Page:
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July 29, 2023 at 4:39 am
This chapter is mostly about dates and it’s a bit confusing as the dates keep contradicting themselves.
Please you guys should go through this.
April 15, 2023 at 5:36 pm
It appears the salaries from 01/07/23 to 30/09/23 are incorrectly allocated in the ratio of 3:2 instead of the 2:1 ratio stated in the question. Therefore it should be £1666.67 for Doug and £833.33 for Rob. Making the total allocations £11,100 and £6,900 respectively. Correct me if i am wrong please.
This is for Example 1
July 29, 2023 at 4:34 am
If we are saying from July to September. That’s three months. Three months of 18,000 is 4500. The allocation of 2:1. 2+1= 3. 2/3 = 0.667. Multiple this by the balancing figure it 2000. Doug amount would be 1333.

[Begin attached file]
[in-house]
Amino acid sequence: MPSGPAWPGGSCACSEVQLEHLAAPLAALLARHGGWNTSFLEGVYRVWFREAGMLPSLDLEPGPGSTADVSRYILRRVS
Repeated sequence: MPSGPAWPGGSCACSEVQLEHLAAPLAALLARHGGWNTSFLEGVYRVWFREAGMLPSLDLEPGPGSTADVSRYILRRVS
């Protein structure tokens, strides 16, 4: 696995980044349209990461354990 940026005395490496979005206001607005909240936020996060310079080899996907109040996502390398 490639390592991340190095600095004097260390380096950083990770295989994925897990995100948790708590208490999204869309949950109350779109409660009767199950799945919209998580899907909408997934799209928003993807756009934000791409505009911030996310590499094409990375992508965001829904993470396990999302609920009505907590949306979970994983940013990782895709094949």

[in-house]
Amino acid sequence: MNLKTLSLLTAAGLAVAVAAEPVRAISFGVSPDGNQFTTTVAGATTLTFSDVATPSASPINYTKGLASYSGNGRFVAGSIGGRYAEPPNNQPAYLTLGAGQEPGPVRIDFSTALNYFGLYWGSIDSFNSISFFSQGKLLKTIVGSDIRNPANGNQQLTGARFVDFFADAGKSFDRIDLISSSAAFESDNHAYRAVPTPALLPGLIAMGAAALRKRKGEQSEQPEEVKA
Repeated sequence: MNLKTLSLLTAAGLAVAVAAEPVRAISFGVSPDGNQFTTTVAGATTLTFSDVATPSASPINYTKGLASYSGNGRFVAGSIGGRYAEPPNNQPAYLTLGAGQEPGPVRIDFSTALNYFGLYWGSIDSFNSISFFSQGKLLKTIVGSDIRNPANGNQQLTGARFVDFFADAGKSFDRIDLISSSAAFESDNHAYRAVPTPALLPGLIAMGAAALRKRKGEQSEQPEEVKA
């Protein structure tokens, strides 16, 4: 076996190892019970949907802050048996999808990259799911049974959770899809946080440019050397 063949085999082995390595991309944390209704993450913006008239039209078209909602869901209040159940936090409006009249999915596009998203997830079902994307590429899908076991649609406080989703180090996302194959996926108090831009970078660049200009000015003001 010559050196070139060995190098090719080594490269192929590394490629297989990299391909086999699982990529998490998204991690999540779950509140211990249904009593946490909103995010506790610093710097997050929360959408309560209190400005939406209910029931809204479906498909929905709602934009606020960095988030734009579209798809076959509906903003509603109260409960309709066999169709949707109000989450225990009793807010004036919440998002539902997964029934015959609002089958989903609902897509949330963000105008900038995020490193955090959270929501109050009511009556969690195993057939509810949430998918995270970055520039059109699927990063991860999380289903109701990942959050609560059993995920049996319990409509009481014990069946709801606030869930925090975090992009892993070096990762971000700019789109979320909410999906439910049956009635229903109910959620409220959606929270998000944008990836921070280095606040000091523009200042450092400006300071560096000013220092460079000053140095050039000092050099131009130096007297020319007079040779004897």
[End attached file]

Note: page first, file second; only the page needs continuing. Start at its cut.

If we were to go by what you have said. We would have 2500 which is in excess to the 2000 balancing figure.
March 29, 2023 at 1:28 pm
Are the y/e dates correct in the Answer to Example 2? The y/e dates where 2021,2022, & 2023.
March 29, 2023 at 1:25 pm
Example # 2 has y/e dates of 2021,2022, & 2023 but the answer to example 2 has y/e 2022,2023 & 2024 is this an error in the dates?
March 28, 2023 at 5:45 pm
Can the answer to question 15 part c be explained as this does not make sense for me.
In addition as Frank is a replacement partner this is considered to be his first year of trading so how can he relieve trading losses against prior years tax assessments if he has not been trading
March 27, 2023 at 11:01 pm
Are the dates correct in example 1?
April 15, 2023 at 5:31 pm
It appears the the question is asking for the accounting period ended 30 September 2023 instead, based on the answer in the book.
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